How to listen to BMJ articles using Firefox

Hat tip to M.G. Siegler for alerting us to the narrate feature in Firefox. To listen to a BMJ article in Firefox:

  1. Go to a BMJ article for example: http://bmjopen.bmj.com/content/7/12/e017917
  2. Go to the Reader View by clicking on the Reader View reader mode icon 57 icon in the address bar
  3. Then click on the “Narrate” button on the left hand side
  4. Listen and visually follow along to the text. You can change the voice to have a British or American accent.

 

Things we read this week (5 January 2018)

Welcome to Things we read this week, a weekly post featuring articles from around the internet recommended by BMJ’s Digital Group members. These are articles we’ve read and liked, things that made us think and things we couldn’t stop talking about. Check back every Friday for a new post.

  • Research Workflows
    Investing in researcher workflow tools is an obvious next step for publishers seeking to increase revenues. It’s not hard to imagine, as Roger C. Schonfeld does, a future world in which Institutions drift into buying bundles of products and services alongside their institutional subscriptions. I think it’s more useful to follow Hax’s Delta model (see below) and think of these as total customer solutions strategies rather than lock-in strategies. A bundle which includes journal subscriptions, a research evaluation tool, an institutional repository and a reference management tool thrown in for free is likely to be cheaper and more efficient than purchasing and running all of those products from different vendors. Although this is likely to lead to lock-in/competitor lock-out.
    The “Delta Model” of Arnoldo Hax ...Not sure what Researcher Workflows are? Terry Clague also has a useful post trying to define the term “researcher workflow”.  LabWorm’s roundup of the Top 17 trending research tools/sites of 2017 that were most appreciated and used by the LabWorm community is an interesting insight into what researchers are actually using. (H/T: @pluto_network). Not on LabWorm’s list is ContentMine  which claims to provide tools for getting papers from many online sources, normalising them, then processing them to lookup and/or search for key terms, phrases, patterns, statements, and more – something to try next week.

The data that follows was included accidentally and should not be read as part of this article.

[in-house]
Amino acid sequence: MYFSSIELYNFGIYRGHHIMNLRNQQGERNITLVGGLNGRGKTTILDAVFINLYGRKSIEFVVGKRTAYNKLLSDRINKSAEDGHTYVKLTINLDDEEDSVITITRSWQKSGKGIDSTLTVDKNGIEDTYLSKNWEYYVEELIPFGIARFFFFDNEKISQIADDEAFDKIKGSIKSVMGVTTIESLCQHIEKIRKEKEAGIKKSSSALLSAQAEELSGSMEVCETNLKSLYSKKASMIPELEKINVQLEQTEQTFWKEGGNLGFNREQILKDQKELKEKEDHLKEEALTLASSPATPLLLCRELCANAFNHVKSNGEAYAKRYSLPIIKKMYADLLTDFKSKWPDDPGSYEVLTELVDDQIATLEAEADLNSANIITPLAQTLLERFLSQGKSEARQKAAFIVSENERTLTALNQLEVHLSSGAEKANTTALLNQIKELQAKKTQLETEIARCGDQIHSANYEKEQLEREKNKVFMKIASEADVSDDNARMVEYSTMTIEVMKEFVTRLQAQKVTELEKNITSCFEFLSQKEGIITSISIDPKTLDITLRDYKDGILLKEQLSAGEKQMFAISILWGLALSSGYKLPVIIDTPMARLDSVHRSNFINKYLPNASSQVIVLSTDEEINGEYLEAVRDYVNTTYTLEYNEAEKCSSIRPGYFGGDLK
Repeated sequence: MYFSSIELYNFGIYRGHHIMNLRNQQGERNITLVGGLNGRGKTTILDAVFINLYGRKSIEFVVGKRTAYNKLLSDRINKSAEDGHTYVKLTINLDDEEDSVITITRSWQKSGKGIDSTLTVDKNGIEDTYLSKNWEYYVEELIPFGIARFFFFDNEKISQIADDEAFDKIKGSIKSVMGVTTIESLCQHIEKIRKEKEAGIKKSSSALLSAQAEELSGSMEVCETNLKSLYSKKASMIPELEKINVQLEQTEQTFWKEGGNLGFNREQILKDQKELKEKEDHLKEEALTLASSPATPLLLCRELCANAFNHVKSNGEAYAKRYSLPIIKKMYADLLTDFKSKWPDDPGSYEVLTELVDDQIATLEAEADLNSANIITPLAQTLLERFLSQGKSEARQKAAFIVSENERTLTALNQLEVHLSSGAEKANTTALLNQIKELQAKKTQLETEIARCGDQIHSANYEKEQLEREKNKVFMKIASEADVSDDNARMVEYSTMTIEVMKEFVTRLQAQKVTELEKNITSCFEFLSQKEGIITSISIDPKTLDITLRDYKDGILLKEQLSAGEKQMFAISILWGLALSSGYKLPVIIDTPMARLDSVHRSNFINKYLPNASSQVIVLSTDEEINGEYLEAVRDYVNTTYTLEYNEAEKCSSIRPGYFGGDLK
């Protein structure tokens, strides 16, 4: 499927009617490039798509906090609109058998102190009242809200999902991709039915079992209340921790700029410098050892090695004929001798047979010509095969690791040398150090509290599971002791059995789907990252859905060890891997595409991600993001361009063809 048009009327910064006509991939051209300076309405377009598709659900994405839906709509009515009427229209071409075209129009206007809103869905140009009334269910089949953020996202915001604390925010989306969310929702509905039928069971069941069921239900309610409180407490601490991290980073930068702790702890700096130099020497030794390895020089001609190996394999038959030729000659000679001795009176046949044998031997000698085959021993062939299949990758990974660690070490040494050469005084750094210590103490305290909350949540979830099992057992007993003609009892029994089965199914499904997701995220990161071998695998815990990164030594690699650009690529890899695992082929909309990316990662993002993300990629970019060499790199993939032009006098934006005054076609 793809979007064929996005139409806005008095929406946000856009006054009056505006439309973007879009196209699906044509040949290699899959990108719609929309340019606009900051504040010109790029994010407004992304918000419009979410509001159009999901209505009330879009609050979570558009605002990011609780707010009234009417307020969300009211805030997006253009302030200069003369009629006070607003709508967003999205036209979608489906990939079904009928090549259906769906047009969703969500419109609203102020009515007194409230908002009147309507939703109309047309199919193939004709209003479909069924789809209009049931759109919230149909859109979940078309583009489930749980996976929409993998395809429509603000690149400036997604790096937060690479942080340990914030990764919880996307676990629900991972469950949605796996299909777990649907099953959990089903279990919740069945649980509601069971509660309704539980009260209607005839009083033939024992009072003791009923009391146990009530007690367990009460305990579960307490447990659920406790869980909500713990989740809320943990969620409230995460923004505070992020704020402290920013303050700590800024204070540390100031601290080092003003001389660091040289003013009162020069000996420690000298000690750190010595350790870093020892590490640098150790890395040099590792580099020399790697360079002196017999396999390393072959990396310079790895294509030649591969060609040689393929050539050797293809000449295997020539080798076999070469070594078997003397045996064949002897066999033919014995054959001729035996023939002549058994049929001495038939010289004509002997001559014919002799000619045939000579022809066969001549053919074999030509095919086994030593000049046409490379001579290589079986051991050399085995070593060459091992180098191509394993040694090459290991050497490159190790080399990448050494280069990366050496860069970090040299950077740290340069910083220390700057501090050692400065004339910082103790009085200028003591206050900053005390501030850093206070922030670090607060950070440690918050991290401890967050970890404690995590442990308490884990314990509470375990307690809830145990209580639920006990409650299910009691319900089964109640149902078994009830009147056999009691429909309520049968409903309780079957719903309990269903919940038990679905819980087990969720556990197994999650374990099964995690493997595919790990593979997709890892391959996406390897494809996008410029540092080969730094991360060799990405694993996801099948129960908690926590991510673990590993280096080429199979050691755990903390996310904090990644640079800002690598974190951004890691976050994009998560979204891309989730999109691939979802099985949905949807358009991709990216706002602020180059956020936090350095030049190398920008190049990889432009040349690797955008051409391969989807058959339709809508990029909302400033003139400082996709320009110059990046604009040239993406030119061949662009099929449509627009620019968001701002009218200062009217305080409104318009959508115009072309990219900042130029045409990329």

Continue reading “Things we read this week (5 January 2018)”

2017 in review: Pubtechgator’s most read stories

Just before we head into 2018 here’s a look back at what’s been happening on Pubtechgator this year. Here are the top ten most read stories for 2017, covering various topics including the impact of the ‘digital duopoly’ hoovering up 60% of global digital ad market, a new cryptocurrency for investigative journalism, changes at PLOS, augmented reality, automated journalism, chatbots and a smartwatch that uses your body heat to charge. Continue reading “2017 in review: Pubtechgator’s most read stories”

An A-Z list of scholarly publishing platforms (Updated 10 Feb 2018)

Inspired by Ian Mulvany’s tweet about Vega Academic Publishing System (which does look interesting, especially the partnership with Oslo School of Architecture and Design). We thought we would publish the list of publishing platforms that we keep an eye on.  The list is a bit of a jumble and includes a number of platforms like Aletheia, PubPub and Authorea aimed at authors who want to self-publish. Publishers like Elsevier, Springer, and John Wiley who run their own platforms but don’t open them up to other publishers aren’t listed. If we’ve got something wrong or you want to add a platform please let us know via the comments. Continue reading “An A-Z list of scholarly publishing platforms (Updated 10 Feb 2018)”

Pubtechgator

Pubtechgator is a news aggregator for people with an interest in digital publishing technologies, strategy and business models. It’s a side project built and maintained by BMJ’s Digital Strategy Team.

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